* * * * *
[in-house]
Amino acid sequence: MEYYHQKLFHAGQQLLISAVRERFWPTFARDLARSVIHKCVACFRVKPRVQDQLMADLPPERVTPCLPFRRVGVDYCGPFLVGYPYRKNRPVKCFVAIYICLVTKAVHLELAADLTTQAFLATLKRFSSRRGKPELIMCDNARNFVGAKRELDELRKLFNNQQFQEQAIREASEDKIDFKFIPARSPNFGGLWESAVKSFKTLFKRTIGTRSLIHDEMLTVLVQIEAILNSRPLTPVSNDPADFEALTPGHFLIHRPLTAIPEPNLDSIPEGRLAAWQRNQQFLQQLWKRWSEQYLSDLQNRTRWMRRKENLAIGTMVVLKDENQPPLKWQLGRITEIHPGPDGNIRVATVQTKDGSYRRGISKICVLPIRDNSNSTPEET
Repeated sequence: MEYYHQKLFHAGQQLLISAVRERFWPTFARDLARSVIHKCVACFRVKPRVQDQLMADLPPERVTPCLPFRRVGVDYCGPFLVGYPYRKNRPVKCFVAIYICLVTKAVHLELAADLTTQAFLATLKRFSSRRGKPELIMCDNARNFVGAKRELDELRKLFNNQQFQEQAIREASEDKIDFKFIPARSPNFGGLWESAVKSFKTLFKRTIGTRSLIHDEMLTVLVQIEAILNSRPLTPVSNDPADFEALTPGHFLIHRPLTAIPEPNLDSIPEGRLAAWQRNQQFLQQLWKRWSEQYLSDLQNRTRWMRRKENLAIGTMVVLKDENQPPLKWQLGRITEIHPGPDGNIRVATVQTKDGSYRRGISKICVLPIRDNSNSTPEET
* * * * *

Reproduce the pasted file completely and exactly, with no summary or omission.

[in-house]
Amino acid sequence: MEYYHQKLFHAGQQLLISAVRERFWPTFARDLARSVIHKCVACFRVKPRVQDQLMADLPPERVTPCLPFRRVGVDYCGPFLVGYPYRKNRPVKCFVAIYICLVTKAVHLELAADLTTQAFLATLKRFSSRRGKPELIMCDNARNFVGAKRELDELRKLFNNQQFQEQAIREASEDKIDFKFIPARSPNFGGLWESAVKSFKTLFKRTIGTRSLIHDEMLTVLVQIEAILNSRPLTPVSNDPADFEALTPGHFLIHRPLTAIPEPNLDSIPEGRLAAWQRNQQFLQQLWKRWSEQYLSDLQNRTRWMRRKENLAIGTMVVLKDENQPPLKWQLGRITEIHPGPDGNIRVATVQTKDGSYRRGISKICVLPIRDNSNSTPEET
Repeated sequence: MEYYHQKLFHAGQQLLISAVRERFWPTFARDLARSVIHKCVACFRVKPRVQDQLMADLPPERVTPCLPFRRVGVDYCGPFLVGYPYRKNRPVKCFVAIYICLVTKAVHLELAADLTTQAFLATLKRFSSRRGKPELIMCDNARNFVGAKRELDELRKLFNNQQFQEQAIREASEDKIDFKFIPARSPNFGGLWESAVKSFKTLFKRTIGTRSLIHDEMLTVLVQIEAILNSRPLTPVSNDPADFEALTPGHFLIHRPLTAIPEPNLDSIPEGRLAAWQRNQQFLQQLWKRWSEQYLSDLQNRTRWMRRKENLAIGTMVVLKDENQPPLKWQLGRITEIHPGPDGNIRVATVQTKDGSYRRGISKICVLPIRDNSNSTPEET